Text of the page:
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Joe Goodwin, Long Pond, 80” x 35”, acrylic on linen, 2013

and in history. My work was well-received, as the europeans embrace abstraction much more readily than other cultures do, and with the several shows that i had in Germany, my work went to many private and corporate collections. i made many friends there and visited their homes, some of which were family castles that went as far back as 1050. it was a valuable education for me to spend time in a culture that has a history going back so far, where family histories mingle with world events—and some notorious individuals. it was interesting to me that one family had planted a forest so that their son would have a source of income by the time he was grown and had a family. that family had also established industries in order to keep the workers in that region from immigrating. i came away with an enhanced perspective on who they are, and also on myself as an american; particularly how the family name and tradition are upheld and protected there, but not so much here. We hardly know who our ancestors are beyond two or three generations. i also became friends with Bodo tungler, a photographer in Berlin who had defected from the east. He gave me directions and information that aided in my explorations of east Berlin before the wall came down. one of my most inspiring places to go there is the pergamon Museum, which has the actual temple to Zeus that was taken from it’s original site in pergamon, turkey—i had been on the site the previous year on a trip through turkey. Bodo and i have remained good friends since then and have traveled to France, turkey and Sicily together.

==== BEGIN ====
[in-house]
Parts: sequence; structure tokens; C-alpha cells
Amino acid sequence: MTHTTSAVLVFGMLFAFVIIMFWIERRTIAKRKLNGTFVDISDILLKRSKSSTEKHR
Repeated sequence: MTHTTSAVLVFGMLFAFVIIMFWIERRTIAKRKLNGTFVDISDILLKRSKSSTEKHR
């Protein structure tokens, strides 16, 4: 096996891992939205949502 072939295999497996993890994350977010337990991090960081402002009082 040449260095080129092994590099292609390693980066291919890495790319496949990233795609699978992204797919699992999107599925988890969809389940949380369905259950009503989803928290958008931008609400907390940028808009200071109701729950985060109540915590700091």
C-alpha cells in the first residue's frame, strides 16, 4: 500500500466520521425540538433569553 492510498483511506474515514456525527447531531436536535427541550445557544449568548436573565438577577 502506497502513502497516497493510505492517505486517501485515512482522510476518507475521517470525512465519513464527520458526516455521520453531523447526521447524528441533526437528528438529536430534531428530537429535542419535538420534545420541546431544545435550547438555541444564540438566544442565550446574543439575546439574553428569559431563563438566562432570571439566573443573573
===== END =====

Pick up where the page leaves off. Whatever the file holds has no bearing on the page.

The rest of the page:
Joe Goodwin, Involution, 52" x 44" acrylic on canvas 2016 courtesy from the collection of Margie and Lew Steinberg

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then in 2015, off you went to Italy, to the “Art and Psyche” conference in Sicily. Small world, running into Jennifer Pazienza while at the same symposium! What would you say was your primary reason for wanting to take part in this event? Joe: Some of the founding members of art and psyche, an organization that formed in new York city a few years ago, have been aware of my work and the influence on it of c.G. Jung. i had been invited before to present at their conferences, and this time i had no conflict. i had never been to Sicily either! With my interest